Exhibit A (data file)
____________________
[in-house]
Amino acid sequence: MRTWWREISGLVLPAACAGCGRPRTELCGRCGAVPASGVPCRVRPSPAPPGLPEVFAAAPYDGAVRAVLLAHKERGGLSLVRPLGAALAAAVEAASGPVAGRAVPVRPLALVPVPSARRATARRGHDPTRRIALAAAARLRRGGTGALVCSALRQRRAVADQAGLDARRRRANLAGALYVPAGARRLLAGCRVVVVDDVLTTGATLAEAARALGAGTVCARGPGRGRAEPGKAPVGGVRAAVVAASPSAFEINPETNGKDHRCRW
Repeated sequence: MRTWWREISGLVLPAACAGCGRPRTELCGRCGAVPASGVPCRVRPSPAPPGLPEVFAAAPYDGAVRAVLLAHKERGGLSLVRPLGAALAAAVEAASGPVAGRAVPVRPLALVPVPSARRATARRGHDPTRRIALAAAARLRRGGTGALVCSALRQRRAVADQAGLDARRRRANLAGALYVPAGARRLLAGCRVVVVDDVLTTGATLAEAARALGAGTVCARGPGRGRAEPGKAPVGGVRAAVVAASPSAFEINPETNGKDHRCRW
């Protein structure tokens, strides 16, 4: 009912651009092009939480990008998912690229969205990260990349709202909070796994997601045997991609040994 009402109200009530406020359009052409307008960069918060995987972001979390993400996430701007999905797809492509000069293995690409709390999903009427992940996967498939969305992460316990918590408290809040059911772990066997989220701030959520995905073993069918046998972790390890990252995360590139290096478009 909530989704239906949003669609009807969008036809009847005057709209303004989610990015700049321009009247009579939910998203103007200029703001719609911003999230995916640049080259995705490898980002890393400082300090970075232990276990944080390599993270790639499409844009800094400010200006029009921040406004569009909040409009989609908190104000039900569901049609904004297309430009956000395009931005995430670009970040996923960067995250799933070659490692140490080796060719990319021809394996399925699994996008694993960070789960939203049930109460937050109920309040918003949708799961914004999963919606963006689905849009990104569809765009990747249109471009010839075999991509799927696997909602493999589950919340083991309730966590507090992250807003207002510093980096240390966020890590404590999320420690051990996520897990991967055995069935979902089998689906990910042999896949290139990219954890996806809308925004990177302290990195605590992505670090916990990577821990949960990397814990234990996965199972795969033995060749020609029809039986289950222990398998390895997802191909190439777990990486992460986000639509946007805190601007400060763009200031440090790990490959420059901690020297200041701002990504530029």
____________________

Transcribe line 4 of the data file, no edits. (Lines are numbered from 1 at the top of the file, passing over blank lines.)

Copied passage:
């Protein structure tokens, strides 16, 4: 009912651009092009939480990008998912690229969205990260990349709202909070796994997601045997991609040994 009402109200009530406020359009052409307008960069918060995987972001979390993400996430701007999905797809492509000069293995690409709390999903009427992940996967498939969305992460316990918590408290809040059911772990066997989220701030959520995905073993069918046998972790390890990252995360590139290096478009 909530989704239906949003669609009807969008036809009847005057709209303004989610990015700049321009009247009579939910998203103007200029703001719609911003999230995916640049080259995705490898980002890393400082300090970075232990276990944080390599993270790639499409844009800094400010200006029009921040406004569009909040409009989609908190104000039900569901049609904004297309430009956000395009931005995430670009970040996923960067995250799933070659490692140490080796060719990319021809394996399925699994996008694993960070789960939203049930109460937050109920309040918003949708799961914004999963919606963006689905849009990104569809765009990747249109471009010839075999991509799927696997909602493999589950919340083991309730966590507090992250807003207002510093980096240390966020890590404590999320420690051990996520897990991967055995069935979902089998689906990910042999896949290139990219954890996806809308925004990177302290990195605590992505670090916990990577821990949960990397814990234990996965199972795969033995060749020609029809039986289950222990398998390895997802191909190439777990990486992460986000639509946007805190601007400060763009200031440090790990490959420059901690020297200041701002990504530029």